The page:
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The structure and properties of down feathers and their use in the outdoor industry

Fuller, Matthew Edward (2015) The structure and properties of down feathers and their use in the outdoor industry. PhD thesis, University of Leeds.

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Down feathers are remarkable insulating materials that reputedly have the greatest warmth-to-weight ratio of all natural fibres, and they possess excellent compressibility and compression recovery. Despite their outstanding performance as thermal insulators, down feathers have been relatively overlooked by the academic community and their structure and properties remain quite poorly understood. To provide insight into the fundamental properties of these feathers and to inspire the design and development of future synthetic insulation materials, a study into the structural, mechanical, and thermal properties of down feathers and their assemblies has been conducted. The appearance, mass, size, and geometric shape of goose, duck, and eider down plumes and their barbs were assessed. While goose and duck down plumes were very similar in both appearance and size, the eider down feathers were found to be larger and their barbules had a greater number of prongs and nodes. In each type of down, barbules were adapted to occupy maximum space and utilised a planar cross-section as they divided from the barb to optimise compression recovery. The microstructure and morphology of goose and duck down barbs and barbules were analysed using SEM, TEM, and AFM and were found to be analogous to wool fibres. Melanin granules were found in goose down but not in duck down, and the examined goose down barbs had irregular, hollow cross sections, whereas duck down’s were solid and more elliptical. With the help of novel down-based nonwovens developed to capture X-ray diffraction data from goose and duck down with excellent clarity, goose and duck down were found to share great similarities in their crystal structures. The mechanical properties of goose, duck, and eider down feathers were studied, including a comparison of their barbs’ tensile properties and the compression resistance and recovery of individual down plumes. Eider down barbs were found to have greater Young’s moduli, ultimate strength, and strain at break than goose or duck down barbs, and individual eider down plumes were also more compression resistant than those from geese and ducks. The compression resistance and recovery of goose and duck down assemblies were studied using a novel apparatus. Goose down proved to be more compression resistant than duck down, attributed to its cross sectional shape and hollow geometry. The thermal resistances of goose and duck down-filled test squares were extremely similar, but the densities of the down inside the face fabrics strongly influenced their thermal resistances. Air-laid and thermal-bonded down-feather-based nonwovens were developed to alleviate the problem of constraining individual down feathers in insulated products. Their structural and thermal properties were evaluated and they possessed industry-leading warmth-to-weight ratios, which could be further improved by better engineering of these composite materials. Great efforts have been made to provide a comprehensive investigation into the structure and properties of both individual and bulk down feathers in relation to their thermal insulation properties. It is hoped that this research will prove useful to the development of superior biomimetic synthetic insulations as well as the high performance products made from down, a world-leading natural material.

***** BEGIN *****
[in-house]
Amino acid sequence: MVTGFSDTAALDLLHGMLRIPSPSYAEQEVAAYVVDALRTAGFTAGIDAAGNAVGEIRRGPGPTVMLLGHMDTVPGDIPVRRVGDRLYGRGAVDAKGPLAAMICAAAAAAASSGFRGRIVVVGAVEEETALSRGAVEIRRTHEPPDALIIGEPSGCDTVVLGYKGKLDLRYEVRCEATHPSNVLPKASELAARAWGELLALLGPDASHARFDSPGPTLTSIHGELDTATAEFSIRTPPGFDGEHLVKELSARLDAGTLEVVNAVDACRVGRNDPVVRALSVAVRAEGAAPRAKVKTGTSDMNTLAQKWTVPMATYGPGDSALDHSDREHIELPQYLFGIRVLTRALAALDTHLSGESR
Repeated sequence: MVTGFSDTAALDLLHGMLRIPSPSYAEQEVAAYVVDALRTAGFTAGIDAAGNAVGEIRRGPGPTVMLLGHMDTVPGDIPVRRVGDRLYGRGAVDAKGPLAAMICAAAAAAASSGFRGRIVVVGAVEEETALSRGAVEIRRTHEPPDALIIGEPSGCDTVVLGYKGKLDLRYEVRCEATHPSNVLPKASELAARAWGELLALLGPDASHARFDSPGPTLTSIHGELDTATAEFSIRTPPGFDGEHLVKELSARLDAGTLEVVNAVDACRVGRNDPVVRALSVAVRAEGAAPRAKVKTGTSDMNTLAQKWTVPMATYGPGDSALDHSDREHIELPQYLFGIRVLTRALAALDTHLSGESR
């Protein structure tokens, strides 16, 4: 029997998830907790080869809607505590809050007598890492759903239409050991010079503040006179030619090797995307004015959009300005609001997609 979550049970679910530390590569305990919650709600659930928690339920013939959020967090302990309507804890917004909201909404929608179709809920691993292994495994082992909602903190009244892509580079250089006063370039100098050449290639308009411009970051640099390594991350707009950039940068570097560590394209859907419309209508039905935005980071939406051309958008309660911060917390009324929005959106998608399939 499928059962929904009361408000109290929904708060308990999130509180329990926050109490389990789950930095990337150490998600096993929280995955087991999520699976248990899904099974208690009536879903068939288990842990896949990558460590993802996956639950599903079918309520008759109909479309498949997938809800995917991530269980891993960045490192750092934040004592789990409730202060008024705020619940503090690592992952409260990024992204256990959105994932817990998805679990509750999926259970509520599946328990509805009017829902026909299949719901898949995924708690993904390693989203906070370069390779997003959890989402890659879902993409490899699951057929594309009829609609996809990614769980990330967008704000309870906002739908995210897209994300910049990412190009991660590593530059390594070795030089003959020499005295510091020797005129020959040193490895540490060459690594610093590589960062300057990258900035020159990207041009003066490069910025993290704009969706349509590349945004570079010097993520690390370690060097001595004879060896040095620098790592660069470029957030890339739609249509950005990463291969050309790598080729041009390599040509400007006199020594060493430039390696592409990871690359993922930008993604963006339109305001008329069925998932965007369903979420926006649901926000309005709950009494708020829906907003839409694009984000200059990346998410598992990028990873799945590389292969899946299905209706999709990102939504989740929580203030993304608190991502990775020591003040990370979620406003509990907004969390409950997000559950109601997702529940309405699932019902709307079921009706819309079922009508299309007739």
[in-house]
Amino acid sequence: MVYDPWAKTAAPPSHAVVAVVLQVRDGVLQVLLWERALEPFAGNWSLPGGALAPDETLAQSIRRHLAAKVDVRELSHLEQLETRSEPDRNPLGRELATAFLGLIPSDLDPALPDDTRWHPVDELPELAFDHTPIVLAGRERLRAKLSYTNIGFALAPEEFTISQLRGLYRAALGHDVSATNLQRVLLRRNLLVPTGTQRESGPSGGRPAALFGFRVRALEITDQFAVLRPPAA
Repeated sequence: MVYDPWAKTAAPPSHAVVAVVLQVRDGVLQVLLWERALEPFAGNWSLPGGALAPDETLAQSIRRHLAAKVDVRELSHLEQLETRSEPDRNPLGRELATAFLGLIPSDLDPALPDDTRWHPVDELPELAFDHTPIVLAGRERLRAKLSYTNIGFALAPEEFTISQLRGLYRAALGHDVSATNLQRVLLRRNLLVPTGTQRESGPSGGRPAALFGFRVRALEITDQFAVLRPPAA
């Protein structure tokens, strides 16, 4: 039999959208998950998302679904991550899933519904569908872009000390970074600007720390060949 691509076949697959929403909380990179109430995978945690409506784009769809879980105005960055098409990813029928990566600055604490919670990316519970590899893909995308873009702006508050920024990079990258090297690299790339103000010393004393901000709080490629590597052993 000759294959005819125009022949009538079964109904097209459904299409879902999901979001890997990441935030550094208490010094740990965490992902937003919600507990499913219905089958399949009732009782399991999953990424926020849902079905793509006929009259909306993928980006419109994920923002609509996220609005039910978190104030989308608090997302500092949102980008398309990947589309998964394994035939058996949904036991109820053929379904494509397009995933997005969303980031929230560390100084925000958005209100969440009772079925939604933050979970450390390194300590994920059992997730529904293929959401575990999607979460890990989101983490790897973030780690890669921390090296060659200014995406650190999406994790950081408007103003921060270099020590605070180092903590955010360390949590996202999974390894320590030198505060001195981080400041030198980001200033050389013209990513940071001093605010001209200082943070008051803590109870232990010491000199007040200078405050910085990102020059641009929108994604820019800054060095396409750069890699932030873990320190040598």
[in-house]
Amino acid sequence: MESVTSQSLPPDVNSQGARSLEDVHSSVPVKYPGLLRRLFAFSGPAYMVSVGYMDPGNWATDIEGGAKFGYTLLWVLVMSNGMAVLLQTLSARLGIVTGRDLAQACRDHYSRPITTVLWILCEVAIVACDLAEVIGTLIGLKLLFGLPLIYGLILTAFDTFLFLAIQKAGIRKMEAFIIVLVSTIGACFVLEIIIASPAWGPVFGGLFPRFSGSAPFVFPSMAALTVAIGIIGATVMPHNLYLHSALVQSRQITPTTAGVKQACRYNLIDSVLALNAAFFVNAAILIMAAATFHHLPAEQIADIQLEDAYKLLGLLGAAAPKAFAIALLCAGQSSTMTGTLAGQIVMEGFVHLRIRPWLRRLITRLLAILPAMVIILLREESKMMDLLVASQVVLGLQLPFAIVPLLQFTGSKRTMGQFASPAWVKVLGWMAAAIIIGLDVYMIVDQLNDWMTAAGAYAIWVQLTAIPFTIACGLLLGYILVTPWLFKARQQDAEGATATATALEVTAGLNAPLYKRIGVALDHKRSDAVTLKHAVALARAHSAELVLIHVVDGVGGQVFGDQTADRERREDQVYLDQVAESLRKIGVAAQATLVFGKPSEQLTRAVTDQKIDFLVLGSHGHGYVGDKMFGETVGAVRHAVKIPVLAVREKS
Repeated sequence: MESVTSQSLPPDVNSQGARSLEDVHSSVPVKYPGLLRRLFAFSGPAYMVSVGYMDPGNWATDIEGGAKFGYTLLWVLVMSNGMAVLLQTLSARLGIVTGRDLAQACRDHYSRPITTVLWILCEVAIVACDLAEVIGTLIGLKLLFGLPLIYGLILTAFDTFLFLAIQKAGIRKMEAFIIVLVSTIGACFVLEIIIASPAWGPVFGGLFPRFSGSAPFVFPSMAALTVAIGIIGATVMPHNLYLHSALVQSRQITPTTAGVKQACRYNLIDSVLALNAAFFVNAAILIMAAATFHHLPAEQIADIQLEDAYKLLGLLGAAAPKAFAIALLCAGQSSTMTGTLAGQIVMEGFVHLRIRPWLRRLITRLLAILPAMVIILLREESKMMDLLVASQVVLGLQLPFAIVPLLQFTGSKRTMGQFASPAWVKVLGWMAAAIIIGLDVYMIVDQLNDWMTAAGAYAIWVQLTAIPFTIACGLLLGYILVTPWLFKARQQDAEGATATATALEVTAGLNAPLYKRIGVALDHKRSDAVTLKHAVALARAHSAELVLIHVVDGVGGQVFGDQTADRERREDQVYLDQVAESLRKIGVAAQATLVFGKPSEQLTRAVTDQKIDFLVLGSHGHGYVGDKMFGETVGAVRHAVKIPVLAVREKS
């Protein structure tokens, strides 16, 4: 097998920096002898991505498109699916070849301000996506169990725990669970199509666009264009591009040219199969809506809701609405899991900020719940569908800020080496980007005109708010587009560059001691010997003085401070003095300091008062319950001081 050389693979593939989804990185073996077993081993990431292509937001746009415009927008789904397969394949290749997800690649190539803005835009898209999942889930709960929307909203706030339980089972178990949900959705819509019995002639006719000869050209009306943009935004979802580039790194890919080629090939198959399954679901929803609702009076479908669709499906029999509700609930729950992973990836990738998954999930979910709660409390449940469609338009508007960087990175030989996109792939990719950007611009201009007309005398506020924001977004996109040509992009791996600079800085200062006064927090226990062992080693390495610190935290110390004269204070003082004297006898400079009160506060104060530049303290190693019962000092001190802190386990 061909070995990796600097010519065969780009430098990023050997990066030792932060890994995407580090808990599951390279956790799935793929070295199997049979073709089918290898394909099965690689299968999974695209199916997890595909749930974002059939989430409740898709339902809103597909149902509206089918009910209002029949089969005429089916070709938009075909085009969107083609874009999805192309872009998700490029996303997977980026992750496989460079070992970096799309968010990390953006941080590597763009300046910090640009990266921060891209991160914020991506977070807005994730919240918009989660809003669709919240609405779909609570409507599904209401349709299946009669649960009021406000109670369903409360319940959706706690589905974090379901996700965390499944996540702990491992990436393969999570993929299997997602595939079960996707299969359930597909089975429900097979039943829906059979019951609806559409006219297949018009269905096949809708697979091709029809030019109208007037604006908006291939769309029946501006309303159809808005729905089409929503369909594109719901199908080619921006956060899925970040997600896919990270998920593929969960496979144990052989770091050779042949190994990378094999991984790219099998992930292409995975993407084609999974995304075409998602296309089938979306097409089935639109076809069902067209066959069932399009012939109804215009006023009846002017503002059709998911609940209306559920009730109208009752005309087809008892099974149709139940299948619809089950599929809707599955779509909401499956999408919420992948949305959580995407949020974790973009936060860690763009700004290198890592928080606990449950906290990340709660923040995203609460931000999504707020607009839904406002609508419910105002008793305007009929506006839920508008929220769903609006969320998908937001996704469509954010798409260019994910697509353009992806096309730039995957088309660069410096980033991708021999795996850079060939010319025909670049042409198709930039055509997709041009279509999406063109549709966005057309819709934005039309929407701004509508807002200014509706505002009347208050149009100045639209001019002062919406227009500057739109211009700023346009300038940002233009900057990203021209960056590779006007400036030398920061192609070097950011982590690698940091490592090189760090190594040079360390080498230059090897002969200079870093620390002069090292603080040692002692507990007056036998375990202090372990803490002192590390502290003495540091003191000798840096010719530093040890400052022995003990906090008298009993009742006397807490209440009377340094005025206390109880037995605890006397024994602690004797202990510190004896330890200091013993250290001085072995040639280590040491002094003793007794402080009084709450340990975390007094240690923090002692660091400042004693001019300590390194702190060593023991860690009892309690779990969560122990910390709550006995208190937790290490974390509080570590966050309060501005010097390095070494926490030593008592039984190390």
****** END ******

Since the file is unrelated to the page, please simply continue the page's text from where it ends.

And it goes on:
Item Type: Thesis (PhD)
Keywords: down feather, outdoor, mechanical properties, keratin, TEM, SEM
Academic Units: The University of Leeds > Faculty of Arts, Humanities and Cultures (Leeds) > School of Design (Leeds) > Centre for Technical Textiles (Leeds)
Identification Number/EthosID: uk.bl.ethos.660089
Depositing User: Mr Matthew Edward Fuller
Date Deposited: 12 Aug 2015 08:51
Last Modified: 25 Nov 2015 13:48
URI: http://etheses.whiterose.ac.uk/id/eprint/9268

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